Evan Brand:   Yeah.

Dr. Justin Marchegiani:   I will be absolutely shocked.

Evan Brand:   Yup.  And if he’s–if he’s this dialed in, it would be a mistake not to so I bet he does.

Dr. Justin Marchegiani:   I think probably some glucosamine sulfate and/or chondroitin in there, a fish oil, definitely some extra protein support like I mentioned, and who even knows what else?  I mean, obviously high quality multivitamin.  This guy is probably getting micronutrient testing.

Evan Brand:   Uh-hmm.

Dr. Justin Marchegiani:   So his nutrients are just 100% dialed in.  He’s probably doing all of the functional medicine stuff.  Probably working with functional medicine practitioners, too.  I know he sees good chiropractors all the time, so he’s getting really good chiropractic support as well.  So this guy is totally dialed in and he’s really advocating for natural health.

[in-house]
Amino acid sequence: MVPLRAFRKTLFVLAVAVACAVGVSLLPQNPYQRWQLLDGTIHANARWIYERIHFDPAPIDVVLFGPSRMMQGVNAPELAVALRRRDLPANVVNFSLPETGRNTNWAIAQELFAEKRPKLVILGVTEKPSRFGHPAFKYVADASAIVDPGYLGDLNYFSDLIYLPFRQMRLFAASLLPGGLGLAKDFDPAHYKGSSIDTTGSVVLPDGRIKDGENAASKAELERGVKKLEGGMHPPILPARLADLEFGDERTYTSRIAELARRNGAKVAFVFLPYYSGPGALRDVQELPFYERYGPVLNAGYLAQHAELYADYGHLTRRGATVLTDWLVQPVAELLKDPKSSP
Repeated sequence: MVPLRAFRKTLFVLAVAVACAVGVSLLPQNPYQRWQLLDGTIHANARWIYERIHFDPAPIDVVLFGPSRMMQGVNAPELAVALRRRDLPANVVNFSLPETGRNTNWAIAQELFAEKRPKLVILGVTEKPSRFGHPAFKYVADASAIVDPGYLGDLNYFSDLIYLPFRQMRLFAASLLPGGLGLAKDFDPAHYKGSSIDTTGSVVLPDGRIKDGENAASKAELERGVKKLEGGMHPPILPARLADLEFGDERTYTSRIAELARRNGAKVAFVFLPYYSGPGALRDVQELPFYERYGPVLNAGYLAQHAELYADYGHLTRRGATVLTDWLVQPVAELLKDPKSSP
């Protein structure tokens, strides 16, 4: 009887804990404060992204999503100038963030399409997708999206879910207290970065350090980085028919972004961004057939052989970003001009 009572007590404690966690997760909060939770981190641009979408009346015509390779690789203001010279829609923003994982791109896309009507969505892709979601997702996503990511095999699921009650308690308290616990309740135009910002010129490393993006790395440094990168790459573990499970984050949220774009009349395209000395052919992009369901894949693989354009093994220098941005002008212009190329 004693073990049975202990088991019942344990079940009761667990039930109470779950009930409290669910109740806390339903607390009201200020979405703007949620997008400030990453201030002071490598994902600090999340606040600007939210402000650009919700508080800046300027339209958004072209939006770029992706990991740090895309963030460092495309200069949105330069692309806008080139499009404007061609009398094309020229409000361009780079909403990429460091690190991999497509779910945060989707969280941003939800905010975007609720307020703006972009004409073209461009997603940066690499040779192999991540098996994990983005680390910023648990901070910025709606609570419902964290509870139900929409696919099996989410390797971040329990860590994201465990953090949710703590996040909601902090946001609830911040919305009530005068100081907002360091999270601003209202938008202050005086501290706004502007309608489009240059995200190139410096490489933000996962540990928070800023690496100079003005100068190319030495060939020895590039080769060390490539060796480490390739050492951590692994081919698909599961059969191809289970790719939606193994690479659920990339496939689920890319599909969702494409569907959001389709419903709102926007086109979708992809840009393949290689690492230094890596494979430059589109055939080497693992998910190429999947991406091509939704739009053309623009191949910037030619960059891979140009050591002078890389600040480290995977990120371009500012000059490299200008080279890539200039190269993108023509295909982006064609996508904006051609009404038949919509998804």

Evan Brand:   That’s neat.

Dr. Justin Marchegiani:   Any comments on that, Evan?

Evan Brand:   Well, I think–I think that was a–a really cool little piece of–of news.  I mean, I don’t have much to add to it except that it’s exciting and it’s helping us to turn the tide a little bit more.  We used to have a long way to go for this to be commonly accepted practices, but I think this is really gonna help us to jump start this thing.  Maybe–maybe this story will live for a week or two in the–in the news headlines and we’ll see an–an influx of new listeners.  Who knows?